Hubert Sauper, Special Guest at the 12th FICM, offered a conversation with the audience, moderated by film critic Nick Roddick, in the Teatro Rubén Romero.
The Austrian-born director became known for his famous documentary Darwin’s Nightmare (2004), which shows the social and ecological effects caused by the fishing industry in Lake Victoria, Tanzania. The film was awarded the Europa Cinemas Label at the 61st Venice International Film Festival.
Hubert Sauper attended the 12th FICM to present his latest work We Come as Friends. The film is situated in Africa at the time in which Sudán breaks into two nations. The documentary reveals the thoughts and dreams of the people involved in the conflict: Chinese workers in the oil fields, UN peacekeepers, Sudanese army chiefs, U.S. evangelists and locals living there. The film participated in the 64th Berlin International Film Festival and the 30th Sundance Film Festival, among others.
As part of his activities at the 12th FICM, Hubert Sauper spoke to the public about various aspects of his vision and experience as a documentary filmmaker.
On the documentary as a creative work:
“It’s very important to understand that these kinds of film, creative documentaries, are factual; they have to do with people in real life, in real life situations. There are people who don’t represent anything (…) The creative part comes with the form of the film, the way in which you commit yourself, involving the photography, the type of lighting, the type of sound, the editing, the rhythm, the tone, the energy of the film. It’s a very creative, very strong way of creating (…) which at the end is an artificial result.”
On the similarity between the writing process and the creation of his documentary:
“The way of editing a film is similar to the writing process. Imagine having 300 hours of film and you have to produce only two hours. You have to cut 99% of everything you’ve shot and you have to accommodate it in a certain order. Literally, at the end of the production, you have all the words of the dictionary, but you have to write a novel with all of that. All you have to do is to put the words of the dictionary in order to turn it into novel. You have all the parts of the film and you must put them in order.”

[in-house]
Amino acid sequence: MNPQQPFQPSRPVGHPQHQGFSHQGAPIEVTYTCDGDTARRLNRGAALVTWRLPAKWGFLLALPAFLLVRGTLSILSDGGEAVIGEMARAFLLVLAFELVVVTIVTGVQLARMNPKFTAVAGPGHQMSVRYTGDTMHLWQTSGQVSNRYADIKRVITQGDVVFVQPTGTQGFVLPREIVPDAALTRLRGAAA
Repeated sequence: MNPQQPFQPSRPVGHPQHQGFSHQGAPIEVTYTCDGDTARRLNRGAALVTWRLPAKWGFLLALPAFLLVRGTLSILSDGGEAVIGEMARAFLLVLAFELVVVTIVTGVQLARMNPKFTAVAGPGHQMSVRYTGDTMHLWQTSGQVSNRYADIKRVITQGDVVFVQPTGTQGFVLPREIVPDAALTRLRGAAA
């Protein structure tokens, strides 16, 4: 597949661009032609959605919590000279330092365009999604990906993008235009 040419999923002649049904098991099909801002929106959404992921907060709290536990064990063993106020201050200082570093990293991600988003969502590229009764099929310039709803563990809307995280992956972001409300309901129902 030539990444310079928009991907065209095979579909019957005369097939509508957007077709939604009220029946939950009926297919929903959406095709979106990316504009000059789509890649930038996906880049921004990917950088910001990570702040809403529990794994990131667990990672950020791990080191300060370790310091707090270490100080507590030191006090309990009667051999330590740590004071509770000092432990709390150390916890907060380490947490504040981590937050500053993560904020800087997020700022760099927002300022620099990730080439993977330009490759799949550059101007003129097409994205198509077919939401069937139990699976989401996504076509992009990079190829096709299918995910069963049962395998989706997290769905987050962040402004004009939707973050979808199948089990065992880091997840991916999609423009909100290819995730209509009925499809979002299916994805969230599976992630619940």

On his passion for making documentaries:
“For me, the most interesting thing up to now is making documentaries because it exposes my life to very unlikely situations. Sometimes I find myself in parts of the world or inside people’s lives that I never would have thought even existed (…) it’s an amazing and wonderful way of life.”
On choosing to make his latest films in Africa:
“My last three films were shot in Africa, but they don’t talk about Africa. This is a region where I found the circumstances to describe the irony and enigma of human interaction (…) In We Come as Friends, I try to describe the soliloquy of colonialism, but I could have made it in Mexico, in Indiana, etc. (…) But in Central Africa I found that I had access to people, situations and places that facilitated that description.”
On the documentary as a tool for empowerment:
“The filmmaker can give a voice to the thoughts of people who have no power. Presenting their problems before a big audience gives them great empowerment.”
On the pact between the director and the audience:
“There is a pact between the director and the audience in each film. The more honest, sincere and intelligent the filmmaker’s thoughts are, the more he/she will help people to understand things for themselves. (…) As a viewing audience, you enter into an intellectual anesthesia if you go to a film that tells you something that you’re seeing (…) You lose the pact with the audience and as a director you’re thinking your audience is stupid (…) If you can talk at a first, second, and even on many levels with this language, you’ll provoke more in your viewers. They’ll have the opportunity to discover their feelings and they’ll have a sense of what is happening in real life.”
Article by Alejandro M. Azpiri (@nosoyalexalejo)